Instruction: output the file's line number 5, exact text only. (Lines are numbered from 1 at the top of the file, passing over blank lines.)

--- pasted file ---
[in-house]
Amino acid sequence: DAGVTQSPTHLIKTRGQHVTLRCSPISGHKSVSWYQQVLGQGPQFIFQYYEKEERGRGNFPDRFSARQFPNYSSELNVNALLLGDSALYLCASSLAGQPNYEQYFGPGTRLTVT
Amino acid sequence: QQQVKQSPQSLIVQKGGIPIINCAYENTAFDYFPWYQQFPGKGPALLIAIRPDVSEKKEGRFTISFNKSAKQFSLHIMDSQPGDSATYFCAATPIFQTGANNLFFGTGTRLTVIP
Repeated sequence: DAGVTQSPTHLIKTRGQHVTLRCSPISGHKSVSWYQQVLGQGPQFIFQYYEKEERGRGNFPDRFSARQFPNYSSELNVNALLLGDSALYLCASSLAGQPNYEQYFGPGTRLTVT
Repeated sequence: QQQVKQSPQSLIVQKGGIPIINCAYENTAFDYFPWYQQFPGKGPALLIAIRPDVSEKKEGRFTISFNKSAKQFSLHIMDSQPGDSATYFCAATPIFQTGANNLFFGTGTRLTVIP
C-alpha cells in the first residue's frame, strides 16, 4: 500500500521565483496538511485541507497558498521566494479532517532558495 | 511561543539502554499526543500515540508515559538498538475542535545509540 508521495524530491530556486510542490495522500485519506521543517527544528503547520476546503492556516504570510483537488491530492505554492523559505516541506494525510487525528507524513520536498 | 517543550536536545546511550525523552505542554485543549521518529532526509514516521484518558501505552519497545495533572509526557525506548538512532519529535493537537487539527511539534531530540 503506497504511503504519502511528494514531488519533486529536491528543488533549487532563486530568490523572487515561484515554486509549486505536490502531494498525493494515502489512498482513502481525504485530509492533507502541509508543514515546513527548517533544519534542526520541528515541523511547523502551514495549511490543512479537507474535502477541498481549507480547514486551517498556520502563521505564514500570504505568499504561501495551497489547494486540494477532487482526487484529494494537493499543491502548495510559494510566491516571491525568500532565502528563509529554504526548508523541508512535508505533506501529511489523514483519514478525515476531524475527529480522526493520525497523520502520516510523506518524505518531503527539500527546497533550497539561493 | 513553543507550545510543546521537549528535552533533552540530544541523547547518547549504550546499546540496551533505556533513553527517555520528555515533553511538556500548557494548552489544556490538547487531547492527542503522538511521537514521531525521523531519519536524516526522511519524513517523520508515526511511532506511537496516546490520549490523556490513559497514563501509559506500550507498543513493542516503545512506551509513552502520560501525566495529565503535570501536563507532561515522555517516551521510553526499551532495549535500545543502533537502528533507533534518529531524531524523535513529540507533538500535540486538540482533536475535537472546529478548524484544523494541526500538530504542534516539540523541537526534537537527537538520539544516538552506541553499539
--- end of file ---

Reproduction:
Repeated sequence: QQQVKQSPQSLIVQKGGIPIINCAYENTAFDYFPWYQQFPGKGPALLIAIRPDVSEKKEGRFTISFNKSAKQFSLHIMDSQPGDSATYFCAATPIFQTGANNLFFGTGTRLTVIP